Influence in the shadows Fran Alexander
Book on ‘Dark Money’ explores Koch brothers’ strategies
In case you, whether Democrat, Republican, Green, Libertarian or whatever, are curious how the politics in our country reached its current condition, examining a couple of drawings can explain a lot of the mystery.
Names neatly arranged in a web-like format inside the hardback edition of Jane Mayer’s book, Dark Money, depict organizations and entities that collectively have become known as the Kochtopus, and different designs can be found online as well. Visually displaying the network of the political spending of David and Charles Koch and their best billionaire buddies, these pages are a quick Who’s Who reference to where the tentacles of this empire reach. The book, however, is more a story searching for, and sometimes finding, the reasons incredibly wealthy people spend hundreds of millions of dollars to gain control of the reins of this nation’s government. We need look no further than these players to get a clue why so many governorships, legislatures and red states are now holding political sway.
Mayer looks back a generation to the Koch brothers’ father, Fred, and his invention of an improved technique for extracting gasoline from crude oil, to suggest these brothers may have come by their deeply Libertarian views genetically, if that’s possible. Distrust of government, and especially regulations on business, was instilled in these men early and started them on a decades-long process of using government to change government. Perhaps their genius lies in their patience and perseverance even more than in their accumulated wealth, jointly one of the largest piles in the world at an estimated $96.6 billion. Protection of their business interests goes hand in glove with their political philosophies, and it’s hard to separate one from the other when surveying the scope of their influence.
Cleverly using tax laws for philanthropy, the Kochs have embedded themselves and their money into places they know can shape the future of their preferred power structure. Large donations to numerous colleges and universities and the development of academic business and economic schools has surely had a heavy influence on institutions that are grooming the future leaders in those fields.
Mayer also uses the words “weaponized philanthropy” to describe how the Kochs and others have figured out how to use tax-exempt funding and non-profits to do battle against taxes and regulations, especially environmental regs. Climate change regulatory actions, as well as most environmental protections, are in direct conflict with oil, gas and coal industries’ ways of doing things. Also, the titans’ corporate conflicts extend to organizing ways to keep labor unions under control and civil rights efforts in check. Their wealth, and that of their exclusive club of fellow billionaires, has spread their control across a web of political action committees, media outlets, and more organizations and institutions than even they can probably name.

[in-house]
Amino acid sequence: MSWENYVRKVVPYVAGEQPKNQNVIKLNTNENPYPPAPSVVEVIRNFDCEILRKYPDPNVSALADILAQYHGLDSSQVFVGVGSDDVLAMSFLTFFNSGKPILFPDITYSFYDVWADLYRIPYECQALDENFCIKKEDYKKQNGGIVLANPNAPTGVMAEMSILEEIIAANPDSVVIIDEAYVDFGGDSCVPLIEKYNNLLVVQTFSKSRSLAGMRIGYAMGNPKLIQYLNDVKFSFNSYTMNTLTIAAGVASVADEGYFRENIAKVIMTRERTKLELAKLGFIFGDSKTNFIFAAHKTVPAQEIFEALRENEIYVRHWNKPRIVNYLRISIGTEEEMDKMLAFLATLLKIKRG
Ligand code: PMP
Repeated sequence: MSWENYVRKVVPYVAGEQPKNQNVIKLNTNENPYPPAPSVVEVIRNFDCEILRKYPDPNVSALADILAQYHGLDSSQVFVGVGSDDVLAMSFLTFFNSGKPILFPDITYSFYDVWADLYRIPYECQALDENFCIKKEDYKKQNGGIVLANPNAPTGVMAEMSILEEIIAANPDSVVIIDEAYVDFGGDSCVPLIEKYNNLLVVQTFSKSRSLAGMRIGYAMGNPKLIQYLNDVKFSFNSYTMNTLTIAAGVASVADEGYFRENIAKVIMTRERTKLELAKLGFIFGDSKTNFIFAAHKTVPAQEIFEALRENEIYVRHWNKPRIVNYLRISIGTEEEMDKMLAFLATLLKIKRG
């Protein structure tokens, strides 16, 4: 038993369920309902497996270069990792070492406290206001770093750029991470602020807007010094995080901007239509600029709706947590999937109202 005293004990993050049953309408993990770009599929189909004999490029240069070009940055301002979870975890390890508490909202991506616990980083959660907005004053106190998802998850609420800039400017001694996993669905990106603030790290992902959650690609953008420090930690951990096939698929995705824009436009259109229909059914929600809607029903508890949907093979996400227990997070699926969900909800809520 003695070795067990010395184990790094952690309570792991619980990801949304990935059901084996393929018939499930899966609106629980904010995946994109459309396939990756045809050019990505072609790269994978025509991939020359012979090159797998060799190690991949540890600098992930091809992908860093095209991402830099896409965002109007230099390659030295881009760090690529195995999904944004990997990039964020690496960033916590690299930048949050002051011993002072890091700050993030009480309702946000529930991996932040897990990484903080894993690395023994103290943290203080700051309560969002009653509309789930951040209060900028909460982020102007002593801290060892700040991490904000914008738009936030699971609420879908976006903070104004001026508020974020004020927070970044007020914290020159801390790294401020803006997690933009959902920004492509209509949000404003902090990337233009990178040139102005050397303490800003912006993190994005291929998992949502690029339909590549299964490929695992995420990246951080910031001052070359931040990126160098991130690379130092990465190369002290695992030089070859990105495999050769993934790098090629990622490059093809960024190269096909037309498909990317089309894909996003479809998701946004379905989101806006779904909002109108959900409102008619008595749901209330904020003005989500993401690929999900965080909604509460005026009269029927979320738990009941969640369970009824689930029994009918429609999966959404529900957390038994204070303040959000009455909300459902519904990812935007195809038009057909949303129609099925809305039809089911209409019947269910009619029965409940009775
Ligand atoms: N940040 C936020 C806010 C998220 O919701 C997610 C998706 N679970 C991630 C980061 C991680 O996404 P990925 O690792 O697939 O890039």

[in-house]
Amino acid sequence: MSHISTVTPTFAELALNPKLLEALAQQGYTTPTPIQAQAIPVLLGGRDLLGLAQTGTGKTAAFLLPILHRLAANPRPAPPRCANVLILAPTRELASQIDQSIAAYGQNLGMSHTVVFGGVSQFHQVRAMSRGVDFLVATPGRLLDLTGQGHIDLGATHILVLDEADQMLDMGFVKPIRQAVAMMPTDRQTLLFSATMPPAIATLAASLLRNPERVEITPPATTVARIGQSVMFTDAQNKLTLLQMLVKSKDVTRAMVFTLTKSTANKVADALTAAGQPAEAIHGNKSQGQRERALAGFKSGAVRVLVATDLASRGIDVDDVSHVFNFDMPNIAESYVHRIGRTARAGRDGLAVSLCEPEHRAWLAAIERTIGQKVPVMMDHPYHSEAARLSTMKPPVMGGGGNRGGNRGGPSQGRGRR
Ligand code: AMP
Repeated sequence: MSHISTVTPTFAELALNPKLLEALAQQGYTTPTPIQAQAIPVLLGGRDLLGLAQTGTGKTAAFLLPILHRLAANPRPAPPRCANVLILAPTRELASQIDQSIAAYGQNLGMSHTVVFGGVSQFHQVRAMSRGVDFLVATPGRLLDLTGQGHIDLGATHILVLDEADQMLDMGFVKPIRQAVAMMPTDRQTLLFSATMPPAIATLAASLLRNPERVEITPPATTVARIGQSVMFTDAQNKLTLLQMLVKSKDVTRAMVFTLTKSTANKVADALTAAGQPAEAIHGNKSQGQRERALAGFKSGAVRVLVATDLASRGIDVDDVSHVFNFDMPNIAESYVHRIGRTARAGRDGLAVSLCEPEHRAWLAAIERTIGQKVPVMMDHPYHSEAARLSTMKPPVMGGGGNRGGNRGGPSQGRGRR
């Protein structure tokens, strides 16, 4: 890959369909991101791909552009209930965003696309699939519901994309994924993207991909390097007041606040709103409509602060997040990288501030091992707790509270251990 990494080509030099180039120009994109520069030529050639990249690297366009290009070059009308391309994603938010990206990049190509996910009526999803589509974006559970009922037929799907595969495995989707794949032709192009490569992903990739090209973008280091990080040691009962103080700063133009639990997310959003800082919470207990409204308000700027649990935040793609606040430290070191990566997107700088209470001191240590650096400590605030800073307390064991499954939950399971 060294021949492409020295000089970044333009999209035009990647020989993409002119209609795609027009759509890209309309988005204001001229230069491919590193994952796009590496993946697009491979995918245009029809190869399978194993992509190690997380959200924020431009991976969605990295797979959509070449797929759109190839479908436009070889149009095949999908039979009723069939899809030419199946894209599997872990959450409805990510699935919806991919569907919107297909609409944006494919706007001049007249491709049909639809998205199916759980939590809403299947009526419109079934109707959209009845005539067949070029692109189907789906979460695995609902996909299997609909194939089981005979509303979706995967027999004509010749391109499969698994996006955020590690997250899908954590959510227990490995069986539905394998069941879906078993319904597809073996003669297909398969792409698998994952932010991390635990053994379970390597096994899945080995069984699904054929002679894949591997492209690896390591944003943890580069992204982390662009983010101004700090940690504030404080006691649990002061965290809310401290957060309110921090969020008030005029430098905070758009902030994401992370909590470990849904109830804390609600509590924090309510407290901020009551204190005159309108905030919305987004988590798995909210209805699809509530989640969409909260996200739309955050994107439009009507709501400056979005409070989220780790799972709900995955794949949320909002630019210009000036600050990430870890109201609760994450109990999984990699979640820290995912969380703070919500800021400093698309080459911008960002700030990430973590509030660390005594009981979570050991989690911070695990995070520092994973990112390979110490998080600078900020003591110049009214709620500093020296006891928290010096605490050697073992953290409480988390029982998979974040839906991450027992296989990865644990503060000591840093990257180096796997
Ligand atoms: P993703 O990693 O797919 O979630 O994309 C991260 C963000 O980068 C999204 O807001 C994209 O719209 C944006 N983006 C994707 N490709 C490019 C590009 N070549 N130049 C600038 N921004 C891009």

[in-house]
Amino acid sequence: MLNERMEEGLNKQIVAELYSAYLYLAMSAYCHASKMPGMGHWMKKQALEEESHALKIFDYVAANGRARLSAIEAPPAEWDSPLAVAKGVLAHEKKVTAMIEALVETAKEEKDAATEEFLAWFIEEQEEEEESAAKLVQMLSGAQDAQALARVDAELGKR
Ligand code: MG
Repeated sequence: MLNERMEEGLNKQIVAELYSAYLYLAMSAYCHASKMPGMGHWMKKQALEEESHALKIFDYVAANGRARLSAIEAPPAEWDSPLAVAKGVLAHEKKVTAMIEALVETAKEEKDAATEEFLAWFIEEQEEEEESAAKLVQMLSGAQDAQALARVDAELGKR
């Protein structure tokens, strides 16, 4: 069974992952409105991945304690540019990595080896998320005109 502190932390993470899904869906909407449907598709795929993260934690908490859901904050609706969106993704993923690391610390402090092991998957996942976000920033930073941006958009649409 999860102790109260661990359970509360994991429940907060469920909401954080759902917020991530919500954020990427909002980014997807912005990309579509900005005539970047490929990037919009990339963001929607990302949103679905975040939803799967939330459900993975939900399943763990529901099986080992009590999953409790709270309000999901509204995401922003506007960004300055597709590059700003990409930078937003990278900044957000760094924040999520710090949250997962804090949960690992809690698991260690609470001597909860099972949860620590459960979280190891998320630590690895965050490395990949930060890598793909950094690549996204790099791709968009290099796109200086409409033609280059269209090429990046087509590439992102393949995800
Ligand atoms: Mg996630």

The Cato Institute, which refers to itself as “a public policy research organization,” and The Heritage Foundation, which has “long been the bastion of the American conservative movement,” are two of the better-known think tanks founded and/or funded by wealthy business tycoons. Also, the American Legislative Exchange Council, better known as ALEC, touts that it is “comprised of nearly one-quarter of the country’s state legislators and stakeholders from across the policy spectrum.” For decades ALEC has organized and supported politicians who are “dedicated to the principles of limited government, free markets, and federalism.” Depending on which list is consulted, there are apparently between 17 and 30 ALEC members in Arkansas’ Legislature.
The Nation publication of July 18, which can be found online, had an article titled: “ALEC Is Talking About Changing the Way Senators Are Elected: A proposed resolution advocates for overturning the 17th Amendment so Republican-controlled state legislatures could pick senators.” We all need to be alert to everything these powerful groups are up to. Putting pre-packaged policies in the hands of politicians that grease the wheels of business so they can be unfettered by regulations seems to be the major mission of these associations and dozens more like them.
Money became even darker thanks to the Supreme Court’s one-vote majority ruling for Citizens United (a duplicitously named conservative nonprofit) over the Federal Election Commission in 2010. Corporations were essentially granted personhood and accountable campaign spending became a thing of the past. A rather catchy explanation of the consequences can be seen on: http://storyofcitizensunited.org.
“Dark Money” should be required reading for every voting citizen in this country. It is foretelling the history of our future if we do not pay attention to the present.